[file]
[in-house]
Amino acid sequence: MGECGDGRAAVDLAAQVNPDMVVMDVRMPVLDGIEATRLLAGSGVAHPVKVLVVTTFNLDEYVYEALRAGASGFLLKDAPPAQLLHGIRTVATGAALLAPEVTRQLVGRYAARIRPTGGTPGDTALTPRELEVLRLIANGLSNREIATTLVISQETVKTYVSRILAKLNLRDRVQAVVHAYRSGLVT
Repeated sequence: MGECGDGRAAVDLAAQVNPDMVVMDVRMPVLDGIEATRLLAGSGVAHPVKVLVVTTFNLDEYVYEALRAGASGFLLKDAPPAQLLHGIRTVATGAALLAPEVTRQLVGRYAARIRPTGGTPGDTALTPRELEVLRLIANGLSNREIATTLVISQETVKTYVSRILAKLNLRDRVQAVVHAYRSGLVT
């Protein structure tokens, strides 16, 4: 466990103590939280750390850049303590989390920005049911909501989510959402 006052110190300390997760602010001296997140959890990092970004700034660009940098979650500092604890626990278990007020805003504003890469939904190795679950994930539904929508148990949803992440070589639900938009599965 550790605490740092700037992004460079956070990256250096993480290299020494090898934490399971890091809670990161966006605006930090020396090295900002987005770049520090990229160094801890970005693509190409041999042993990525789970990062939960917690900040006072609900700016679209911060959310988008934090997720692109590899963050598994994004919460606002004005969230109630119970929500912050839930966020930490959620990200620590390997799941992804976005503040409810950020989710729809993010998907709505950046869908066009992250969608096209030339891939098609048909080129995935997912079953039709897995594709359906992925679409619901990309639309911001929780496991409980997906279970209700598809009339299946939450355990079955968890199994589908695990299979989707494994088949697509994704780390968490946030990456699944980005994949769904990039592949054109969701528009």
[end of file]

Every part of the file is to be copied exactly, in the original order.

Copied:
[in-house]
Amino acid sequence: MGECGDGRAAVDLAAQVNPDMVVMDVRMPVLDGIEATRLLAGSGVAHPVKVLVVTTFNLDEYVYEALRAGASGFLLKDAPPAQLLHGIRTVATGAALLAPEVTRQLVGRYAARIRPTGGTPGDTALTPRELEVLRLIANGLSNREIATTLVISQETVKTYVSRILAKLNLRDRVQAVVHAYRSGLVT
Repeated sequence: MGECGDGRAAVDLAAQVNPDMVVMDVRMPVLDGIEATRLLAGSGVAHPVKVLVVTTFNLDEYVYEALRAGASGFLLKDAPPAQLLHGIRTVATGAALLAPEVTRQLVGRYAARIRPTGGTPGDTALTPRELEVLRLIANGLSNREIATTLVISQETVKTYVSRILAKLNLRDRVQAVVHAYRSGLVT
């Protein structure tokens, strides 16, 4: 466990103590939280750390850049303590989390920005049911909501989510959402 006052110190300390997760602010001296997140959890990092970004700034660009940098979650500092604890626990278990007020805003504003890469939904190795679950994930539904929508148990949803992440070589639900938009599965 550790605490740092700037992004460079956070990256250096993480290299020494090898934490399971890091809670990161966006605006930090020396090295900002987005770049520090990229160094801890970005693509190409041999042993990525789970990062939960917690900040006072609900700016679209911060959310988008934090997720692109590899963050598994994004919460606002004005969230109630119970929500912050839930966020930490959620990200620590390997799941992804976005503040409810950020989710729809993010998907709505950046869908066009992250969608096209030339891939098609048909080129995935997912079953039709897995594709359906992925679409619901990309639309911001929780496991409980997906279970209700598809009339299946939450355990079955968890199994589908695990299979989707494994088949697509994704780390968490946030990456699944980005994949769904990039592949054109969701528009």